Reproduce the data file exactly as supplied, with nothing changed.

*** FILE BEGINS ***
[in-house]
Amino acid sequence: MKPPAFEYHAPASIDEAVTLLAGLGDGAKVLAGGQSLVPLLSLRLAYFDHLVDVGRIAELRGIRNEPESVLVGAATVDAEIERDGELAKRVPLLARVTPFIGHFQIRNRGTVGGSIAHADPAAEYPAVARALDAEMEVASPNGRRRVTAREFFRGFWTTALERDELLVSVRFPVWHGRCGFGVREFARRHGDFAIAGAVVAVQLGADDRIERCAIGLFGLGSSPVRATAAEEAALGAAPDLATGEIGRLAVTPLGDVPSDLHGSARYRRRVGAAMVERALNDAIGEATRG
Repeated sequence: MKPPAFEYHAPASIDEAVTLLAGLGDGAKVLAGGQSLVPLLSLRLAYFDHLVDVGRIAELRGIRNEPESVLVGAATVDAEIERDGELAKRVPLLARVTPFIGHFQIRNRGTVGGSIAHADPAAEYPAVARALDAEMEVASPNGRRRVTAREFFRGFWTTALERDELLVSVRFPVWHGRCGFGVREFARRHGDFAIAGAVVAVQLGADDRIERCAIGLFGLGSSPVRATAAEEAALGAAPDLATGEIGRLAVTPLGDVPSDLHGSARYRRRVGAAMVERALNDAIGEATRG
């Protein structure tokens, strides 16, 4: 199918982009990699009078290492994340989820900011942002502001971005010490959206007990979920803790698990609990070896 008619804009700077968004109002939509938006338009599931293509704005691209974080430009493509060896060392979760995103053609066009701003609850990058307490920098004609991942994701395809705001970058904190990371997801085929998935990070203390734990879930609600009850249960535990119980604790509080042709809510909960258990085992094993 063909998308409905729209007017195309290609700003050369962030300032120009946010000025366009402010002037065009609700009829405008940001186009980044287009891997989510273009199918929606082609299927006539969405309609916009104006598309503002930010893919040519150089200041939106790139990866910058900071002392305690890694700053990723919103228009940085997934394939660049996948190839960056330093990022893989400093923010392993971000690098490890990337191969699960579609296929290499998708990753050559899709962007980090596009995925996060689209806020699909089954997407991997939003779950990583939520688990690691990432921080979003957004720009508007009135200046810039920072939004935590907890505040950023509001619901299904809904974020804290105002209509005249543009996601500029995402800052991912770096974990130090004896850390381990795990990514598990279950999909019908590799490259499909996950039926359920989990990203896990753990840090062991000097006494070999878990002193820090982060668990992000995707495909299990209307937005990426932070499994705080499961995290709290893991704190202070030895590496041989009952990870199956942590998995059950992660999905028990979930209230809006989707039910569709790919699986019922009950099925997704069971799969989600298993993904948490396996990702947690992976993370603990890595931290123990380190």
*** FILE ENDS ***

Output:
[in-house]
Amino acid sequence: MKPPAFEYHAPASIDEAVTLLAGLGDGAKVLAGGQSLVPLLSLRLAYFDHLVDVGRIAELRGIRNEPESVLVGAATVDAEIERDGELAKRVPLLARVTPFIGHFQIRNRGTVGGSIAHADPAAEYPAVARALDAEMEVASPNGRRRVTAREFFRGFWTTALERDELLVSVRFPVWHGRCGFGVREFARRHGDFAIAGAVVAVQLGADDRIERCAIGLFGLGSSPVRATAAEEAALGAAPDLATGEIGRLAVTPLGDVPSDLHGSARYRRRVGAAMVERALNDAIGEATRG
Repeated sequence: MKPPAFEYHAPASIDEAVTLLAGLGDGAKVLAGGQSLVPLLSLRLAYFDHLVDVGRIAELRGIRNEPESVLVGAATVDAEIERDGELAKRVPLLARVTPFIGHFQIRNRGTVGGSIAHADPAAEYPAVARALDAEMEVASPNGRRRVTAREFFRGFWTTALERDELLVSVRFPVWHGRCGFGVREFARRHGDFAIAGAVVAVQLGADDRIERCAIGLFGLGSSPVRATAAEEAALGAAPDLATGEIGRLAVTPLGDVPSDLHGSARYRRRVGAAMVERALNDAIGEATRG
């Protein structure tokens, strides 16, 4: 199918982009990699009078290492994340989820900011942002502001971005010490959206007990979920803790698990609990070896 008619804009700077968004109002939509938006338009599931293509704005691209974080430009493509060896060392979760995103053609066009701003609850990058307490920098004609991942994701395809705001970058904190990371997801085929998935990070203390734990879930609600009850249960535990119980604790509080042709809510909960258990085992094993 063909998308409905729209007017195309290609700003050369962030300032120009946010000025366009402010002037065009609700009829405008940001186009980044287009891997989510273009199918929606082609299927006539969405309609916009104006598309503002930010893919040519150089200041939106790139990866910058900071002392305690890694700053990723919103228009940085997934394939660049996948190839960056330093990022893989400093923010392993971000690098490890990337191969699960579609296929290499998708990753050559899709962007980090596009995925996060689209806020699909089954997407991997939003779950990583939520688990690691990432921080979003957004720009508007009135200046810039920072939004935590907890505040950023509001619901299904809904974020804290105002209509005249543009996601500029995402800052991912770096974990130090004896850390381990795990990514598990279950999909019908590799490259499909996950039926359920989990990203896990753990840090062991000097006494070999878990002193820090982060668990992000995707495909299990209307937005990426932070499994705080499961995290709290893991704190202070030895590496041989009952990870199956942590998995059950992660999905028990979930209230809006989707039910569709790919699986019922009950099925997704069971799969989600298993993904948490396996990702947690992976993370603990890595931290123990380190």